Understanding NBA's Amnesty Clause

The rule would allow NBA teams to dump players with enormous contracts

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The "amnesty clause" is an NBA contract item that would allow teams to eliminate bad player contracts under certain conditions. The clause, understandably, can be a contentious issue during bargaining between the players' union and management. A tentative collective bargaining agreement was reached in late 2016 that "ensures labor peace through the 2023-24 season," according to USA Today—but it contains no amnesty clause.


In 2005, teams were offered the opportunity to waive a single contract. Players waived under the 2005 amnesty rule still received their paychecks and still counted against the salary cap, but their teams did not have to pay a luxury tax on the waived salaries.

Amnesty Victims

In 2005, the amnesty clause was known as the "Allan Houston Rule," named after the high-priced, oft-injured New York Knicks guard many thought would be waived under the amnesty rule. But the Knicks opted to hang on to Houston, gambling that his injuries would force retirement and that they'd recoup more money via an insurance settlement. Houston did retire in 2005 as a member of the Knicks.

In another example, the management of the Orlando Magic used the amnesty clause to terminate Gilbert Arenas' enormous contract in 2011. Arenas then played a portion of the 2012 season for the Memphis Grizzlies—at a much-reduced salary—and eventually ended his career playing for the Shanghai Sharks of the Chinese Basketball Association in 2012-2013.

Contractual Considerations

During contract negotiations, there are several options that can be raised—generally by owners—in relation to the amnesty clause, including:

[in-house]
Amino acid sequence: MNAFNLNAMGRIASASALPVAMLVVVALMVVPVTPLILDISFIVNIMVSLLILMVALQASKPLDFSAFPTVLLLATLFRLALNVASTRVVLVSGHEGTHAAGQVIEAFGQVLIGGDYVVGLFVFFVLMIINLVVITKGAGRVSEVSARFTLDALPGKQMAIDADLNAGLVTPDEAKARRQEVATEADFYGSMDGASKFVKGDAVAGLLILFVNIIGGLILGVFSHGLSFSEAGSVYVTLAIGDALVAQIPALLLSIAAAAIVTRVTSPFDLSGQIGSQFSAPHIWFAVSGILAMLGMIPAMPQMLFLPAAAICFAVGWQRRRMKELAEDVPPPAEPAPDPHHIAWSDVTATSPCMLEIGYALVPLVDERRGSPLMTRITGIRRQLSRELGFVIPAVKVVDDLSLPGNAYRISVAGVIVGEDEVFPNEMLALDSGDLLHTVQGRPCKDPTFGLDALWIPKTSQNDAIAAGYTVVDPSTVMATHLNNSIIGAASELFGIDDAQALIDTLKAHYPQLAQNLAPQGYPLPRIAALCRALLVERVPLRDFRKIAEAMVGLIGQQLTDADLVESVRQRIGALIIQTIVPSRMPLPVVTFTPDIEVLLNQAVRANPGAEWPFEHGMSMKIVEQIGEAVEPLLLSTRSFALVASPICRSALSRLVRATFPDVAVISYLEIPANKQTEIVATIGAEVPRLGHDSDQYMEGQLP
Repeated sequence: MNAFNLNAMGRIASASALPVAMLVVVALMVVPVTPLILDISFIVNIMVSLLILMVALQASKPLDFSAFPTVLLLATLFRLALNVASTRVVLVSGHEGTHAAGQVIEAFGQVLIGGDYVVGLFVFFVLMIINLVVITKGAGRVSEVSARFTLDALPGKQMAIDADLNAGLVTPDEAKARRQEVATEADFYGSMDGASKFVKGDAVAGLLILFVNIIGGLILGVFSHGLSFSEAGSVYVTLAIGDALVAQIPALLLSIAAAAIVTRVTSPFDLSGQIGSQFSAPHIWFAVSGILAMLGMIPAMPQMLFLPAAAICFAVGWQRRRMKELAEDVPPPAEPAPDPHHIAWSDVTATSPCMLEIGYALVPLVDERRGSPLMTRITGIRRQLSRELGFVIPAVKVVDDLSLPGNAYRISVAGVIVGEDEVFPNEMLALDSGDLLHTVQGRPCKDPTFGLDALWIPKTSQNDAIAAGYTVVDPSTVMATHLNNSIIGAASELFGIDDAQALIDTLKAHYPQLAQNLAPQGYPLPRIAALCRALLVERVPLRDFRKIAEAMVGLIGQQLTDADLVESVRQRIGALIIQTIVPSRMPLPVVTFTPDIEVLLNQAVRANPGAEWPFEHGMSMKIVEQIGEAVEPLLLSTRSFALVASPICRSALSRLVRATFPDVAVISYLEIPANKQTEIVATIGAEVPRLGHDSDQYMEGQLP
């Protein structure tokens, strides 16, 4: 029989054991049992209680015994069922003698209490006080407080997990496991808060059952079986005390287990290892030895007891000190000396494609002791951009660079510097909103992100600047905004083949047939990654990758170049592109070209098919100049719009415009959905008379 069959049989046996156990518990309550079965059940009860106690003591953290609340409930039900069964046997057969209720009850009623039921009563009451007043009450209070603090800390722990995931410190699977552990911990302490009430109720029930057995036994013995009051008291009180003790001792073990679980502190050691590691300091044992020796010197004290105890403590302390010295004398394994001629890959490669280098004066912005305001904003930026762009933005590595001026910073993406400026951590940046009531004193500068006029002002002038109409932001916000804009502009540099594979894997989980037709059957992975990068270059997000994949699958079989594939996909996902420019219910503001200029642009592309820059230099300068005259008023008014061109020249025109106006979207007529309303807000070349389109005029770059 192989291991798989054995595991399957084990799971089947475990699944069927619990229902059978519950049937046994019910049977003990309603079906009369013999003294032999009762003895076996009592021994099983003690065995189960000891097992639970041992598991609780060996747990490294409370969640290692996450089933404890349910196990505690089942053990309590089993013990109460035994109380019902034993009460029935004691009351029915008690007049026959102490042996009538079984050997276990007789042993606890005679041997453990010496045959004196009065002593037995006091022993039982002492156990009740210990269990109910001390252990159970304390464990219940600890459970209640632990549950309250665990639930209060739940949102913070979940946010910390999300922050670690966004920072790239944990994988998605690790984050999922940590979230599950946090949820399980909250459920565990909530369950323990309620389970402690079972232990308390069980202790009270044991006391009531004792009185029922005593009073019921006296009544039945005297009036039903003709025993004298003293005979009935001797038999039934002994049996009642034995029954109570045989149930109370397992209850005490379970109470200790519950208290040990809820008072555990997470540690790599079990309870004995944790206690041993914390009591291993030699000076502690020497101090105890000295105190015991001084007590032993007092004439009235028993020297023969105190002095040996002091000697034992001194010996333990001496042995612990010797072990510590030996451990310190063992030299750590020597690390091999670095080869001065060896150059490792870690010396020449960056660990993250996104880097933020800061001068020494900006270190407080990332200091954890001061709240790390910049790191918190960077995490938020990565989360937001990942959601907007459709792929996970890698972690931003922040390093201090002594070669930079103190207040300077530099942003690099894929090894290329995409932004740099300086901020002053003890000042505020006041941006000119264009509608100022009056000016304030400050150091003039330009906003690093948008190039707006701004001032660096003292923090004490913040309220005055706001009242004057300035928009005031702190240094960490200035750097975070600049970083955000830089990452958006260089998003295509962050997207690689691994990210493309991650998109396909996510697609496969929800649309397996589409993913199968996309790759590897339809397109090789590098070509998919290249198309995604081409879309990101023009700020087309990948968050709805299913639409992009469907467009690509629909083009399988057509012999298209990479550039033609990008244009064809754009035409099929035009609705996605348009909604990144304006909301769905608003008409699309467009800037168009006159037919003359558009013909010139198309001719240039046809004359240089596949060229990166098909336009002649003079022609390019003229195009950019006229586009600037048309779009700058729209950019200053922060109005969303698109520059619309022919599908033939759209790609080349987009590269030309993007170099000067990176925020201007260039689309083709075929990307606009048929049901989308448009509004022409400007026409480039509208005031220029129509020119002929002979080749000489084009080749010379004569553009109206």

• A hard cap: If owners succeed in pushing through a hard cap, teams are given a one-time opportunity to remove a contract from the salary cap as a way to help reduce payroll.
  • An option to waive contracts: Teams can be given the opportunity to waive a contract periodically—say, once every other year—as a means of getting out from under the most onerous contracts without shifting to NFL-style non-guaranteed deals.
  • An amnesty clause could be inserted in the next collective bargaining agreement. As BBall Breakdown notes: Without an amnesty clause, there is a greater possibility that teams may sign a player to "albatross contracts in the coming years, perhaps increasing the probability of an amnesty clause being included in the next collective bargaining agreement."

Ironically, a clause was inserted into the current CBA that seems to protect teams from themselves—but not as much as before. The "over-36" rule in the 2005 CBA is now an "over-38" rule—it prevents teams from signing players to four or five-year deals if they are 38 years old or older. It's not amnesty, but the rule does prevent teams from signing older stars to contracts so large that they might wish they still had the amnesty option.